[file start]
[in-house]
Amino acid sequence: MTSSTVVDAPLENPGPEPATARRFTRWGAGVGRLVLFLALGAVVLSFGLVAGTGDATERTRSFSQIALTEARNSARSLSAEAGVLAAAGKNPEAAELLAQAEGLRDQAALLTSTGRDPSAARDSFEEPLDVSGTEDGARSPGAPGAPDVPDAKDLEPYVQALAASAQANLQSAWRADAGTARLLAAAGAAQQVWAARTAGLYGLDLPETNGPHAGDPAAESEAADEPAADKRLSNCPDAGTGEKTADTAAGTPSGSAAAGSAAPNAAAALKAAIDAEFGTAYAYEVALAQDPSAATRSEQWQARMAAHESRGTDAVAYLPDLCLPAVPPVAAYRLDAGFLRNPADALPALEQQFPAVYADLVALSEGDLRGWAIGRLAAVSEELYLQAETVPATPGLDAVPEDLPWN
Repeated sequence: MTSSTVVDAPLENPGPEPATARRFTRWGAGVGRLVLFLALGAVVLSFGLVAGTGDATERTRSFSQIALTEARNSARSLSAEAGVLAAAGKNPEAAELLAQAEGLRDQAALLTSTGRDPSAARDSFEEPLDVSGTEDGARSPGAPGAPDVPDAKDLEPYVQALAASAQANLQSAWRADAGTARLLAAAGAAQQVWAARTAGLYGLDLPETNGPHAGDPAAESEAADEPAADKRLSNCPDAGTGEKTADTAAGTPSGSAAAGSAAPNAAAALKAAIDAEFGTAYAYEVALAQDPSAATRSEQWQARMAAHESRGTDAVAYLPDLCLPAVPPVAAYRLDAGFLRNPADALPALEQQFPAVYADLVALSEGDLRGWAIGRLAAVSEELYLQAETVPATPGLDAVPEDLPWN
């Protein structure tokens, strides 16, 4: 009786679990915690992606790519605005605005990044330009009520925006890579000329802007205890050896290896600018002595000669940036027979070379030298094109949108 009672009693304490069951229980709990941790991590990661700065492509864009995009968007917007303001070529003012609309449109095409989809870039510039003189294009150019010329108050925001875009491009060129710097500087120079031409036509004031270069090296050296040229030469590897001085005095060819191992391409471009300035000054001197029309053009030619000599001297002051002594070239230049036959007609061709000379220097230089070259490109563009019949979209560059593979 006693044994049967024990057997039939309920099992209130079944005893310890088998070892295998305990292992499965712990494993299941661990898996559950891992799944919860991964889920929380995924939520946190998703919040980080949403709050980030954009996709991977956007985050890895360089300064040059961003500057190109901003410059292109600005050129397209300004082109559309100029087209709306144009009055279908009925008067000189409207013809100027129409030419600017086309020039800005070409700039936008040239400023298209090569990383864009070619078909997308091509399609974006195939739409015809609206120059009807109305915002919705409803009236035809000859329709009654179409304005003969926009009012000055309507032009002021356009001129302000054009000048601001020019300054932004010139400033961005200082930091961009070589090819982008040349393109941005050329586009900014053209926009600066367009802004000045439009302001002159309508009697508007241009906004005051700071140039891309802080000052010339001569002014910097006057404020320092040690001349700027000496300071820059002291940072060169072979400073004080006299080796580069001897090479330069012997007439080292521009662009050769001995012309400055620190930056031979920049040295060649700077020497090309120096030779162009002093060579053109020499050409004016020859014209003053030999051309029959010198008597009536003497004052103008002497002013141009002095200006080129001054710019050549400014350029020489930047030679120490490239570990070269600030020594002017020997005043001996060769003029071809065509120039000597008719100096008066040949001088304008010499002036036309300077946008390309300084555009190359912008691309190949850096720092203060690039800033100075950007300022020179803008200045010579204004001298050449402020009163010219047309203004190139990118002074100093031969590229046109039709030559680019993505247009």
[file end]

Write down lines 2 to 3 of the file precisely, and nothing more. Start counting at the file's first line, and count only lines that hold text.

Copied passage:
Amino acid sequence: MTSSTVVDAPLENPGPEPATARRFTRWGAGVGRLVLFLALGAVVLSFGLVAGTGDATERTRSFSQIALTEARNSARSLSAEAGVLAAAGKNPEAAELLAQAEGLRDQAALLTSTGRDPSAARDSFEEPLDVSGTEDGARSPGAPGAPDVPDAKDLEPYVQALAASAQANLQSAWRADAGTARLLAAAGAAQQVWAARTAGLYGLDLPETNGPHAGDPAAESEAADEPAADKRLSNCPDAGTGEKTADTAAGTPSGSAAAGSAAPNAAAALKAAIDAEFGTAYAYEVALAQDPSAATRSEQWQARMAAHESRGTDAVAYLPDLCLPAVPPVAAYRLDAGFLRNPADALPALEQQFPAVYADLVALSEGDLRGWAIGRLAAVSEELYLQAETVPATPGLDAVPEDLPWN
Repeated sequence: MTSSTVVDAPLENPGPEPATARRFTRWGAGVGRLVLFLALGAVVLSFGLVAGTGDATERTRSFSQIALTEARNSARSLSAEAGVLAAAGKNPEAAELLAQAEGLRDQAALLTSTGRDPSAARDSFEEPLDVSGTEDGARSPGAPGAPDVPDAKDLEPYVQALAASAQANLQSAWRADAGTARLLAAAGAAQQVWAARTAGLYGLDLPETNGPHAGDPAAESEAADEPAADKRLSNCPDAGTGEKTADTAAGTPSGSAAAGSAAPNAAAALKAAIDAEFGTAYAYEVALAQDPSAATRSEQWQARMAAHESRGTDAVAYLPDLCLPAVPPVAAYRLDAGFLRNPADALPALEQQFPAVYADLVALSEGDLRGWAIGRLAAVSEELYLQAETVPATPGLDAVPEDLPWN